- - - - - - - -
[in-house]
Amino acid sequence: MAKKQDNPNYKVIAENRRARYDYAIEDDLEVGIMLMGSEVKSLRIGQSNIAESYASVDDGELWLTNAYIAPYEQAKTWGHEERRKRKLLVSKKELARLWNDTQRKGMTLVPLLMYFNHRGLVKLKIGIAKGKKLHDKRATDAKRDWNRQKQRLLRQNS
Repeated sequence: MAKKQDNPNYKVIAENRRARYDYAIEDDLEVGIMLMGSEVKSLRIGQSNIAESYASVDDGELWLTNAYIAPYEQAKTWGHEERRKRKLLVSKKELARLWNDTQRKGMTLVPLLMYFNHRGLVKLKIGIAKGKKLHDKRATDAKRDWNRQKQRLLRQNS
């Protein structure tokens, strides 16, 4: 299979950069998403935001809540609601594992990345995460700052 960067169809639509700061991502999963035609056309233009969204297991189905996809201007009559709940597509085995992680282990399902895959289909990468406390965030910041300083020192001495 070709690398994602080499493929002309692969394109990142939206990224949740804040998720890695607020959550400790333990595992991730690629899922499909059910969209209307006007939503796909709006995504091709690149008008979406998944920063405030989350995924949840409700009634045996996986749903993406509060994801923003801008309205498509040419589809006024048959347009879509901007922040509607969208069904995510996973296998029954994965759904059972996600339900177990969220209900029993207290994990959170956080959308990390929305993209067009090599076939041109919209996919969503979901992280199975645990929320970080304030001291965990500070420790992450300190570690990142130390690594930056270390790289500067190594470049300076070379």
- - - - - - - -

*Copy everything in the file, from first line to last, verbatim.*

[in-house]
Amino acid sequence: MAKKQDNPNYKVIAENRRARYDYAIEDDLEVGIMLMGSEVKSLRIGQSNIAESYASVDDGELWLTNAYIAPYEQAKTWGHEERRKRKLLVSKKELARLWNDTQRKGMTLVPLLMYFNHRGLVKLKIGIAKGKKLHDKRATDAKRDWNRQKQRLLRQNS
Repeated sequence: MAKKQDNPNYKVIAENRRARYDYAIEDDLEVGIMLMGSEVKSLRIGQSNIAESYASVDDGELWLTNAYIAPYEQAKTWGHEERRKRKLLVSKKELARLWNDTQRKGMTLVPLLMYFNHRGLVKLKIGIAKGKKLHDKRATDAKRDWNRQKQRLLRQNS
């Protein structure tokens, strides 16, 4: 299979950069998403935001809540609601594992990345995460700052 960067169809639509700061991502999963035609056309233009969204297991189905996809201007009559709940597509085995992680282990399902895959289909990468406390965030910041300083020192001495 070709690398994602080499493929002309692969394109990142939206990224949740804040998720890695607020959550400790333990595992991730690629899922499909059910969209209307006007939503796909709006995504091709690149008008979406998944920063405030989350995924949840409700009634045996996986749903993406509060994801923003801008309205498509040419589809006024048959347009879509901007922040509607969208069904995510996973296998029954994965759904059972996600339900177990969220209900029993207290994990959170956080959308990390929305993209067009090599076939041109919209996919969503979901992280199975645990929320970080304030001291965990500070420790992450300190570690990142130390690594930056270390790289500067190594470049300076070379």